Let’s not worry about doing the washing up, bathing the baby, or Herr and Frau Strauss making love, and concentrate on the music of Symphonia Domestica, which transcends this day in the life of the named family. Not that it’s Richard Strauss’s greatest orchestral work (I might nominate Alpine Symphony as that), but Domestica has much going for it, especially in George Szell’s fabulous recording. Even with this gold-standard version to haunt any conductor – and just a week following Mariss Jansons’s spellbinding Zarathustra – Alan Gilbert and the Berliner Philharmoniker made a convincing case for Domestica as a score of considerable accomplishment.
Gilbert didn’t take up Strauss’s ad lib use of a saxophone quartet, understandable as these instruments don’t play a leading role and are used more to supplement tuttis, and not hiring the extra instrumentalists is probably a relief to any orchestra’s accountant, although I am pretty sure I have been at concerts where no expense has been spared – Mehta, Previn and Sawallisch come to mind from way-back (I think!), and I wonder what Mahler did when he conducted Domestica in Vienna in 1904.
Gilbert led an expansive account with no lack of ardour, sympathy and character (husband, wife and child have their own motifs) alive to playfulness, decoration (lots of notes and exposed writing, here chamber-like in its interaction) and the way those motifs can be entwined in familial terms; and especially sublime and achieved when mother and father have the bedroom door shut. With the Finale dawning a new day, and cueing fugal fun – Strauss at his most contrapuntally ingenious – the Berliners continued their great form, and the conclusion, enshrining family values, was delivered grandly (maybe too much) and then with glee to the finishing post. Not sure about a couple of (added) timpani strokes at the end, though, but that’s by the by.
The concert opened with Anna Thorvaldsdottir’s Metacosmos, given its European premiere two nights ago. This third performance was very assured. The piece opens distantly, from the depths – contrabassoon, double basses, rumbles from bass drum – and flickers into primeval life, the orchestration (including two tubas and a bass clarinet) cinematic enough to be worthy of Jurassic Park (look out, there’s a hungry dinosaur creeping up behind you). And although there is some expression, the greater extent of Metacosmos is texture, colour and sinister atmosphere, microscopically realised in the notation, relieved by percussion rhythms getting louder and by a closing plaintive string melody, chorale-like, ending with violins climbing ever-higher to ethereal nothingness, or maybe to a frequency beyond human hearing. For twelve minutes, the ear was intrigued ... but, next time? The composer was present.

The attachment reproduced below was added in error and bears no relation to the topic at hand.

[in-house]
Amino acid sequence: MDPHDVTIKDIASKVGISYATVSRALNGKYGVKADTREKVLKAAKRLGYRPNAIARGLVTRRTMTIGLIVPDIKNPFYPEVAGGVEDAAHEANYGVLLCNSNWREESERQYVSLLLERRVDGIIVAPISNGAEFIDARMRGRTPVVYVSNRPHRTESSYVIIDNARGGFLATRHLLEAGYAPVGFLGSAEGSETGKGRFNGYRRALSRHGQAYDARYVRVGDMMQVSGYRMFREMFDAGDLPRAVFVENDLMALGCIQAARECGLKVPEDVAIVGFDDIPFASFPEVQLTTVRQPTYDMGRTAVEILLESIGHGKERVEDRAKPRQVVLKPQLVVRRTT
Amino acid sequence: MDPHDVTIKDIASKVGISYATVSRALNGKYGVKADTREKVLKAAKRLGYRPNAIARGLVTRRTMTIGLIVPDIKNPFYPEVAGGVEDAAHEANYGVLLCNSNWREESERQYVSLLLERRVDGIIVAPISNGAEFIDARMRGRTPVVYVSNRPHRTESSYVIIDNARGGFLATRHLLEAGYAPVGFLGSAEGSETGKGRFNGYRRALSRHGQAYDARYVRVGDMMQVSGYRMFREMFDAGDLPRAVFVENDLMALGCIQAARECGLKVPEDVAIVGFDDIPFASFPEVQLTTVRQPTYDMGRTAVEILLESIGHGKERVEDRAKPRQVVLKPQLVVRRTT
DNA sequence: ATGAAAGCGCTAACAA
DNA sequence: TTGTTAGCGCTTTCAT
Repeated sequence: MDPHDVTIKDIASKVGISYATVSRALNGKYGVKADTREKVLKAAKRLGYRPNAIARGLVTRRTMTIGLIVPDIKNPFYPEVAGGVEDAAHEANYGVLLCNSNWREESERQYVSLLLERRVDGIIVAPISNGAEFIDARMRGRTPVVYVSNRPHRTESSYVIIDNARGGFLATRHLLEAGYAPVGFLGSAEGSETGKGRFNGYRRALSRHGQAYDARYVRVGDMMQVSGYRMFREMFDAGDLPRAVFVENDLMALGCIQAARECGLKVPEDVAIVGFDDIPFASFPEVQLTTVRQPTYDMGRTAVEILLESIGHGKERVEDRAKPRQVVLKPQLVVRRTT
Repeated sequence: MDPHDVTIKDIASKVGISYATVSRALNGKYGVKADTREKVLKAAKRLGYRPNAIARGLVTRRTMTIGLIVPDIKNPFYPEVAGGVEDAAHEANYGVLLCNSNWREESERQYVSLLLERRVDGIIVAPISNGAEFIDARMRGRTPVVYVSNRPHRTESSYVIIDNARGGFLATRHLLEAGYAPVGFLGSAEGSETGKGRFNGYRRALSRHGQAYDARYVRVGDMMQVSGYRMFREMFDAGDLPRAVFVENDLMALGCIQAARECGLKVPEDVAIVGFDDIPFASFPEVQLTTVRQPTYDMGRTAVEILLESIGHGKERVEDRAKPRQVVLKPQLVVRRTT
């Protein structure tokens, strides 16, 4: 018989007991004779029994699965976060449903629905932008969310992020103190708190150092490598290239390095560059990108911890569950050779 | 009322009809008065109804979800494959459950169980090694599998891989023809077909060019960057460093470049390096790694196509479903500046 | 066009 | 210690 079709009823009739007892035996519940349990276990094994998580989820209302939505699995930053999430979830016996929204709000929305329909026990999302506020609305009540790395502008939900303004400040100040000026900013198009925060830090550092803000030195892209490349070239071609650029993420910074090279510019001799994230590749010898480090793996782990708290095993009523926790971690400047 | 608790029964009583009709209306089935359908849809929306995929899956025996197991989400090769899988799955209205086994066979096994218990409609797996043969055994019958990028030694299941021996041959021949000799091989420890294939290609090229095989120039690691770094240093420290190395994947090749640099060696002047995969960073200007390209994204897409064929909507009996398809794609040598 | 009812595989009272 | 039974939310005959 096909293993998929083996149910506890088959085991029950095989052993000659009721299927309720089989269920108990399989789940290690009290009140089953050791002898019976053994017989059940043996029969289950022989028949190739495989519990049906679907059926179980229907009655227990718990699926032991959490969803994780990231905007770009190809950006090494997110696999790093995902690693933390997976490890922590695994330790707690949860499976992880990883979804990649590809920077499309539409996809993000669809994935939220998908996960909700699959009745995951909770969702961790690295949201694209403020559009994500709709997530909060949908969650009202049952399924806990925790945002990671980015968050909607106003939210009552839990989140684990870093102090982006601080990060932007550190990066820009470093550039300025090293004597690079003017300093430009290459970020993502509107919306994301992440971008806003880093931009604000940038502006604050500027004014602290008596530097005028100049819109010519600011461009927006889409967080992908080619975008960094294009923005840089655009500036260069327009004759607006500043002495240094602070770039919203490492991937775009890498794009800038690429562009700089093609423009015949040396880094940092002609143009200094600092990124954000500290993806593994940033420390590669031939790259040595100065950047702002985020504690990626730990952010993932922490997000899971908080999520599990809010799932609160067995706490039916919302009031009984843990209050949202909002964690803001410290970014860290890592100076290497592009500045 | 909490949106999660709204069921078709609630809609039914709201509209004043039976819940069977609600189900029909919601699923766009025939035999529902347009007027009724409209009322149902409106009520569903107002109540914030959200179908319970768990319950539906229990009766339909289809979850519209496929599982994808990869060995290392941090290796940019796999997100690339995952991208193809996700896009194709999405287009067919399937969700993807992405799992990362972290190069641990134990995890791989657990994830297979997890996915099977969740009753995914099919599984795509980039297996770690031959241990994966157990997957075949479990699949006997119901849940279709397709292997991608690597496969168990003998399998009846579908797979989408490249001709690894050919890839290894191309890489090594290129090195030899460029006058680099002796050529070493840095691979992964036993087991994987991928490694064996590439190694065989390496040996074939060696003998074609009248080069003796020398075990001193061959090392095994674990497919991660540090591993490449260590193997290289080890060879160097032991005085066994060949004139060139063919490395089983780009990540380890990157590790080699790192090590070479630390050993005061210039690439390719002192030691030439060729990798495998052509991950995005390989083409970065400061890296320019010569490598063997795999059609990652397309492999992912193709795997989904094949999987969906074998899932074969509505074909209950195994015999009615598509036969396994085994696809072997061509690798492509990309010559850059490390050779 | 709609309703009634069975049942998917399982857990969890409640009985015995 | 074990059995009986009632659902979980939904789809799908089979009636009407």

In his Second Violin Concerto, Prokofiev gives the limelight immediately to the soloist. Lisa Batiashvili was in command from her first sound, rich-toned and intense, probing the music, she and Gilbert at-one with the first movement’s fluctuations of pace and mood, edgy, quicksilver and yearningly tender by turns, the violinist willing to hold certain notes just that little bit longer and increase the emotional illustration, fully supported by the Berliners. The lovely slow movement was initially simply turned yet cosseted, very communicative, passion lurking and revealed, so too the shadows that darken the romance; and the angular Finale, with its tart scoring (the use of castanets always surprises!), was perfectly paced for rhythmic definition and mounting frenzy; unpredictability was but one hallmark of this charged yet considered account. Some soulful (slow) Telemann, from a Fantasia, was her sensitive follow up; a perfect Baroque foil.